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Saturday, January 18, 2020  Spokane, Washington  Est. May 19, 1883
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News >  Spokane

Retiring chancellor has advice for kids, community

Community Colleges of Spokane Chancellor Gary Livingston stands outside his office July 15. (Jesse Tinsley)
Community Colleges of Spokane Chancellor Gary Livingston stands outside his office July 15. (Jesse Tinsley)

Gary Livingston, 62, retires next month after eight years as chancellor of the Community Colleges of Spokane. He also was superintendent of Spokane Public Schools from 1993 to 2001. On many area boards, he’s one of the community’s most vocal advocates for education. He grew up in Kansas and taught special-education classes before moving into administration.

Q. You grew up as the oldest of seven kids. How did that shape you?

A. With that many kids you were responsible for contributing (to the family). I started working in middle school. I’ve always worked, mowing lawns and throwing newspapers.

Q. What advice do you have for people leaving college or high school, looking for work?

A. I always tell kids to look at their interests. What are your hobbies, and is there a way to take that into the workplace and see if there isn’t a way to put that into what you do? I tell them, think about it. Don’t just go to work.

Q. How well is the school system here addressing the needs of the workplace?

A. We’re not encouraging some kids to consider middle-skill technical jobs. We should help young people understand that house builders, mechanics and other technical jobs are great opportunities. … We assume people will find their way into those jobs. What we need is to broaden career awareness and encourage kids to look at things other than just the professions, which only 30 to 35 percent of kids will acquire.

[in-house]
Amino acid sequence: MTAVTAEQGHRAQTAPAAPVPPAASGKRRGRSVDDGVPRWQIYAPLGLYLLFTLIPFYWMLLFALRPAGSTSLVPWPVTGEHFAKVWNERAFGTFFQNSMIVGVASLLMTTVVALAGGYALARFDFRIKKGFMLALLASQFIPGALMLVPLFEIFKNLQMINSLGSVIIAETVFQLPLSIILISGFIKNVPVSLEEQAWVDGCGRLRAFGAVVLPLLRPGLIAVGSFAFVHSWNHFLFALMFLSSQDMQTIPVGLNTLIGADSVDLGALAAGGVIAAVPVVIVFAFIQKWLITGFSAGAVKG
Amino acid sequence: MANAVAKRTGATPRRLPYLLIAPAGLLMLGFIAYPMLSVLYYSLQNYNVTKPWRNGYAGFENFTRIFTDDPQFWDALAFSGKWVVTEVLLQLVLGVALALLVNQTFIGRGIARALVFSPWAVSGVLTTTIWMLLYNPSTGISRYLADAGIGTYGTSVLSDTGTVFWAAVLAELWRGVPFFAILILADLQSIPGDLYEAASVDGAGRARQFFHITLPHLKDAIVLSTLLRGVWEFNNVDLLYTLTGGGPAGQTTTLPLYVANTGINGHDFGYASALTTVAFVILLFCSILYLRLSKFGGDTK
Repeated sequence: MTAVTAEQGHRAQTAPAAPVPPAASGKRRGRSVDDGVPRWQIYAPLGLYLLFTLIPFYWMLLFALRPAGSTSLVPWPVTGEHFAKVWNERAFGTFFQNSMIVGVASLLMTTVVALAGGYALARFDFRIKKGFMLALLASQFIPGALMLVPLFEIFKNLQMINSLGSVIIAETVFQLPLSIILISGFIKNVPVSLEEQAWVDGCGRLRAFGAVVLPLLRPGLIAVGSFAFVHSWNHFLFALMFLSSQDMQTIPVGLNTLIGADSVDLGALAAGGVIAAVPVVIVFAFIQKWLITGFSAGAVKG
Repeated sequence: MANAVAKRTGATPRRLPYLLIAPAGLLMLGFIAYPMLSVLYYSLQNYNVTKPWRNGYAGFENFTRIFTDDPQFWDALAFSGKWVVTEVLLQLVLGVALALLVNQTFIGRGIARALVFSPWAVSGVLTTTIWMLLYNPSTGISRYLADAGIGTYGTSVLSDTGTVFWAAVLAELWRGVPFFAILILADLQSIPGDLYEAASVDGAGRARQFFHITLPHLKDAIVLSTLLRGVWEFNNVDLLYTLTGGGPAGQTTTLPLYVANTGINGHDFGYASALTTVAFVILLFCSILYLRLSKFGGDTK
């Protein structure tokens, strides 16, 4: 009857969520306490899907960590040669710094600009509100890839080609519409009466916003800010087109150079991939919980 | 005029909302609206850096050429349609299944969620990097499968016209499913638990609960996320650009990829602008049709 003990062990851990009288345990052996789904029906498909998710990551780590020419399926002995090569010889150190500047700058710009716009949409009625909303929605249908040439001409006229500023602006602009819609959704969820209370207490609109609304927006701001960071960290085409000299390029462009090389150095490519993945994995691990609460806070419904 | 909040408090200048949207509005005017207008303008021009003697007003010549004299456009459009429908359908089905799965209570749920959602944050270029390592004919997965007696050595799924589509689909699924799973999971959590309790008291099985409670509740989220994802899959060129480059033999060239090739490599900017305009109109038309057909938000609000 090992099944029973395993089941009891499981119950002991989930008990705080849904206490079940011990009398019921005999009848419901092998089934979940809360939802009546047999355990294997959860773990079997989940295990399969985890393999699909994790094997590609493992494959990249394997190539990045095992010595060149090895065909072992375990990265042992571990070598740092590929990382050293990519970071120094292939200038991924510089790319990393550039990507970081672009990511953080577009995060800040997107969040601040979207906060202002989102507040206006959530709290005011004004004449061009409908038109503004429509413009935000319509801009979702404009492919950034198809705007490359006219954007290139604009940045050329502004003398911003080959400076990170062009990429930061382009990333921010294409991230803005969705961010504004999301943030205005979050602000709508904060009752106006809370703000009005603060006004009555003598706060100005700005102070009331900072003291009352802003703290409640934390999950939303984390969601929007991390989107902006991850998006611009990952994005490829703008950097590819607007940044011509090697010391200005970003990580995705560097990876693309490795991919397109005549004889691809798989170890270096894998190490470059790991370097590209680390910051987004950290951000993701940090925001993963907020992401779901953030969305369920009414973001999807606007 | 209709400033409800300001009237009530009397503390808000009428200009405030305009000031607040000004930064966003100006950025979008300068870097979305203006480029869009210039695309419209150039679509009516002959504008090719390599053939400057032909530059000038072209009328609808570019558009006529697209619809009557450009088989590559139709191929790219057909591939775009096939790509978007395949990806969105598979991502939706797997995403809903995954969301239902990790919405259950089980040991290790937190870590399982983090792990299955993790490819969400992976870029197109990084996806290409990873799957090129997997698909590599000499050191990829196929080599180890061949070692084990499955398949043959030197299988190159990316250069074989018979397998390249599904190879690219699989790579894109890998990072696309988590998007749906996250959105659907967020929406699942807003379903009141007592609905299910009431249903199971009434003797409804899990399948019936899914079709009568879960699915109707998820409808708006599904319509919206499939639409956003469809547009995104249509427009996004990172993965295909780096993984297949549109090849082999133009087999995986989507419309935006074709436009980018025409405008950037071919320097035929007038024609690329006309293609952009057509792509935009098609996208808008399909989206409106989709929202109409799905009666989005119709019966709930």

Q. Looking ahead 20 years, what do you want to see happening in this community?

A. We have to recognize the conversation that’s already on the table about getting kids who enter kindergarten ready to learn, with an emphasis on preschool programs. If we do that successfully, we can make a change in the decades-old problem, here and nationally, of students graduating and not being prepared to work.

Q. What needs to happen for that to occur?

A. We have to invest both in the students who are going through now – who didn’t come in ready to learn – and have to do it at a preschool level. So we’ll have to pay twice for a while, to help prepare students better. The (problem of not being ready for school) is a significant reflection of poverty in this area. And candidly, our community is getting poorer, not wealthier.

Q. What one thing have you done that amazes you?

A. I’m not a real adventurous person, in my life. One of my proudest accomplishments is my wife, Amanda, and I raising our son, Nick, who is in New York City. … We’re proud of him. He respects people; he has a good work ethic; he values his education. (Nick Livingston, 29, works for MTV in New York City.)

Q. What irritates you?

A. People who are frustrated and not willing to be part of their own solutions.

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